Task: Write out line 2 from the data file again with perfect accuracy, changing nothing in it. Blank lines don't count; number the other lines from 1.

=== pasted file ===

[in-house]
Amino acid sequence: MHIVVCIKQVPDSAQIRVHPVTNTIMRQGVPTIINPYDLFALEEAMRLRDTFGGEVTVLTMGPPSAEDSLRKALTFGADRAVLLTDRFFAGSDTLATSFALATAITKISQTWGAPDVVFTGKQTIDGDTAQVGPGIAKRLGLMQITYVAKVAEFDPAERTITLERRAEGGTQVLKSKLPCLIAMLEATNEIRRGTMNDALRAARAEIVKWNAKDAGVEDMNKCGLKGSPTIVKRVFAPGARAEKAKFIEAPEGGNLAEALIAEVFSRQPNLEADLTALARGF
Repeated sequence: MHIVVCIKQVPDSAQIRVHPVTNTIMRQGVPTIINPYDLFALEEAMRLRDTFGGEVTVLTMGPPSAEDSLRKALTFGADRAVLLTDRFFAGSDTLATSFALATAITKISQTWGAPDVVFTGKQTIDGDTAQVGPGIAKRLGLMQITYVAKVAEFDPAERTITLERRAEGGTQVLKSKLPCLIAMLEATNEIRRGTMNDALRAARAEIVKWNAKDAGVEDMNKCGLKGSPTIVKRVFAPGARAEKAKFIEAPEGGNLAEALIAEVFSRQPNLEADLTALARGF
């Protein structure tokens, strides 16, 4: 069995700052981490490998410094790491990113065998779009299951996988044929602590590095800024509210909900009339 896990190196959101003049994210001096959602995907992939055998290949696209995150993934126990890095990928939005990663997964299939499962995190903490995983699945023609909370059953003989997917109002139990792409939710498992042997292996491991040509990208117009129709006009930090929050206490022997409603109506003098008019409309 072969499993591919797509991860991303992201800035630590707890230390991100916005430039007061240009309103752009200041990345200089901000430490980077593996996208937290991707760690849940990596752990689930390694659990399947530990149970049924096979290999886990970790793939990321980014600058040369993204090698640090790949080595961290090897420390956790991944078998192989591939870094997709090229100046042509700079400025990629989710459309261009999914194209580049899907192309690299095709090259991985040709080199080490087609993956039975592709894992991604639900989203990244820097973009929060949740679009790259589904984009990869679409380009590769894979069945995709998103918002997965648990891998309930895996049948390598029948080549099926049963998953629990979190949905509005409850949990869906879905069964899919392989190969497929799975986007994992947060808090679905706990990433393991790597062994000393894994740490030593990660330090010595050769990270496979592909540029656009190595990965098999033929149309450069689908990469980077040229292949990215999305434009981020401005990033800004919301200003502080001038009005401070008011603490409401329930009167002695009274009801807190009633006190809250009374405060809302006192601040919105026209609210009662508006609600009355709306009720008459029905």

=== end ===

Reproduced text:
Amino acid sequence: MHIVVCIKQVPDSAQIRVHPVTNTIMRQGVPTIINPYDLFALEEAMRLRDTFGGEVTVLTMGPPSAEDSLRKALTFGADRAVLLTDRFFAGSDTLATSFALATAITKISQTWGAPDVVFTGKQTIDGDTAQVGPGIAKRLGLMQITYVAKVAEFDPAERTITLERRAEGGTQVLKSKLPCLIAMLEATNEIRRGTMNDALRAARAEIVKWNAKDAGVEDMNKCGLKGSPTIVKRVFAPGARAEKAKFIEAPEGGNLAEALIAEVFSRQPNLEADLTALARGF